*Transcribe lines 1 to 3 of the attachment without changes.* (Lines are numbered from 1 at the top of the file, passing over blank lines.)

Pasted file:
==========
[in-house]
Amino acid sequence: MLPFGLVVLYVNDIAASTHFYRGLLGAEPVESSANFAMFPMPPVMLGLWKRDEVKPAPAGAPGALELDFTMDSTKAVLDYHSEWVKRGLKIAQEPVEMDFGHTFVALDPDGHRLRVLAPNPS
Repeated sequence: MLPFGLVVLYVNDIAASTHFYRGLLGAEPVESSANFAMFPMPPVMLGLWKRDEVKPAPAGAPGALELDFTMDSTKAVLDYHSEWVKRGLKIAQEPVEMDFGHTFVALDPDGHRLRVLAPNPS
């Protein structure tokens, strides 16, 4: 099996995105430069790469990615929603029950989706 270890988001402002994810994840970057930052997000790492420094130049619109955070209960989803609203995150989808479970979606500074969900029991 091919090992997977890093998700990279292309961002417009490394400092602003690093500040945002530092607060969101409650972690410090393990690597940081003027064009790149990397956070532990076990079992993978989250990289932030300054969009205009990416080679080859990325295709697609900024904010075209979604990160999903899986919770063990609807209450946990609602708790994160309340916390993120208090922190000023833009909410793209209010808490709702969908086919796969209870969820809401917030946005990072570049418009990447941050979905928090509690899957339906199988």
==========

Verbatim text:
[in-house]
Amino acid sequence: MLPFGLVVLYVNDIAASTHFYRGLLGAEPVESSANFAMFPMPPVMLGLWKRDEVKPAPAGAPGALELDFTMDSTKAVLDYHSEWVKRGLKIAQEPVEMDFGHTFVALDPDGHRLRVLAPNPS
Repeated sequence: MLPFGLVVLYVNDIAASTHFYRGLLGAEPVESSANFAMFPMPPVMLGLWKRDEVKPAPAGAPGALELDFTMDSTKAVLDYHSEWVKRGLKIAQEPVEMDFGHTFVALDPDGHRLRVLAPNPS